"Swale" is a sculptural floating island containing a public food forest that will dock at various piers around New York City’s harbor in 2016.
Unlike industrial agriculture, food forests are naturally regenerating and grow to be stronger and more plentiful each year—making them one of the most resilient means for sustainable food production. Despite these benefits, food forests have been off-limits in public in NYC for more than century out of fear that a glut of foragers may destroy an ecosystem.
Built from repurposed shipping containers, this floating sculpture will stretch 50 feet across and will feature walkways, and an edible forest garden utilizing purified river water. After construction of "Swale" is completed in June 2016, the work will begin its journey, docking at each pier for one month at a time.
AwesomeNYC's grant will underwrite a series of educational/community workshops taking place at locations in the Bronx, Brooklyn, and Staten Island.
In collaboration with local schools/environmental groups, Swale’s team will offer educational programming such as permaculture workshops, participatory budgeting, and design charrettes to each borough’s students and residents.
While the scope of this project is grand, our funding will be serving a smaller but more immediate need. Through their workshops, the Swale team will be helping to educate the next generation of New Yorkers about both food issues in this city as well as what it means to have big, audacious ideas and to make them happen in this world, promoting Awesome for years to come.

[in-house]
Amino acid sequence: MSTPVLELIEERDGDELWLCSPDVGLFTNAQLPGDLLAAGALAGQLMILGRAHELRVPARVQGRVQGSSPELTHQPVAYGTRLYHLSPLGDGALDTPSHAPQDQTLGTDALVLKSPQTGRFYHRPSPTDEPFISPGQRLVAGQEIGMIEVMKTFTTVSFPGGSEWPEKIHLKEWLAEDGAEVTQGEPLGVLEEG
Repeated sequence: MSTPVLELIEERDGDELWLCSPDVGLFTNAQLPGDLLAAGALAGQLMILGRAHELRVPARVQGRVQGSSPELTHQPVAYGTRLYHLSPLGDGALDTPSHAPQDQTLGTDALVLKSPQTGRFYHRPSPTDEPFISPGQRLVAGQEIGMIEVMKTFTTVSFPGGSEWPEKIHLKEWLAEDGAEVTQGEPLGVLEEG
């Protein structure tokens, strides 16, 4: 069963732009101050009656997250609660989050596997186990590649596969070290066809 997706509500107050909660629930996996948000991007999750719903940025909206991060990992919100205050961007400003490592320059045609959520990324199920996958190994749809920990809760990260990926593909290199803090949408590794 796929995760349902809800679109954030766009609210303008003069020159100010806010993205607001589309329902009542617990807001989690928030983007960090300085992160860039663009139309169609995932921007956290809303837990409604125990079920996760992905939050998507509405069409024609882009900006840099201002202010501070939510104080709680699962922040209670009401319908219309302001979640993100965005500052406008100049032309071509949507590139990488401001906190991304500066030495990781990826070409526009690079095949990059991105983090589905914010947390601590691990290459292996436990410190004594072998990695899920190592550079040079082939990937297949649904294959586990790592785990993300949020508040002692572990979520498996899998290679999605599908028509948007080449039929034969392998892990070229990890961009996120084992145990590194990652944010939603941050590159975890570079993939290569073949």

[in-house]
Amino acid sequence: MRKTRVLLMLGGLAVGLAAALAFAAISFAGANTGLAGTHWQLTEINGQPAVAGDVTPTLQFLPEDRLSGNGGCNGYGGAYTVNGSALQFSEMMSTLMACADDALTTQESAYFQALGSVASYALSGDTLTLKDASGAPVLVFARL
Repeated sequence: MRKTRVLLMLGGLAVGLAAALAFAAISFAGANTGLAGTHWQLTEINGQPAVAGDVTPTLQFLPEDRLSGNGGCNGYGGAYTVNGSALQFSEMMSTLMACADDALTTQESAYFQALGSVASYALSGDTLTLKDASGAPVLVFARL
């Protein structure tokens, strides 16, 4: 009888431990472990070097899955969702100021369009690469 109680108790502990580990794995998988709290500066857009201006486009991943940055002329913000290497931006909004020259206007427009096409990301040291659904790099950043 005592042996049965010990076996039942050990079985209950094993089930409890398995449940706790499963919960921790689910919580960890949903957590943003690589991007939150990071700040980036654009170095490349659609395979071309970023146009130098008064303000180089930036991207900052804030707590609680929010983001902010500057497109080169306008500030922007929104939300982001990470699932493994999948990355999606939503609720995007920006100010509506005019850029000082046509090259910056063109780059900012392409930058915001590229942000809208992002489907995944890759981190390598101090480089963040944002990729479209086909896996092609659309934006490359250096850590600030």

Says project creator Mary Mattingly:
Through “Swale,” I hope to help shift the perception of food from a private commodity to a public right. As we face a precarious future marked by the unprecedented impact of human life, "Swale" will underscore the role of art in aiding the collective reimagining of the public sphere, as well as its potential for proposing solutions to the challenges that lie before us.
I strongly believe that art is integral to imagining new worlds. By reimagining the public sphere, "Swale" can challenge power dynamics between corporate food production, deregulation, privatization, and a widening inequality connected to social and food justice. It can strengthen collaborative ways of working together, being together, and supporting each other. I believe that the democratic process involved in co-designing a public space can be a road map for larger-scale community design projects. These projects allow us to reimagine the cities in which we live in profound ways.
Funded by New York City, NY (December 2015)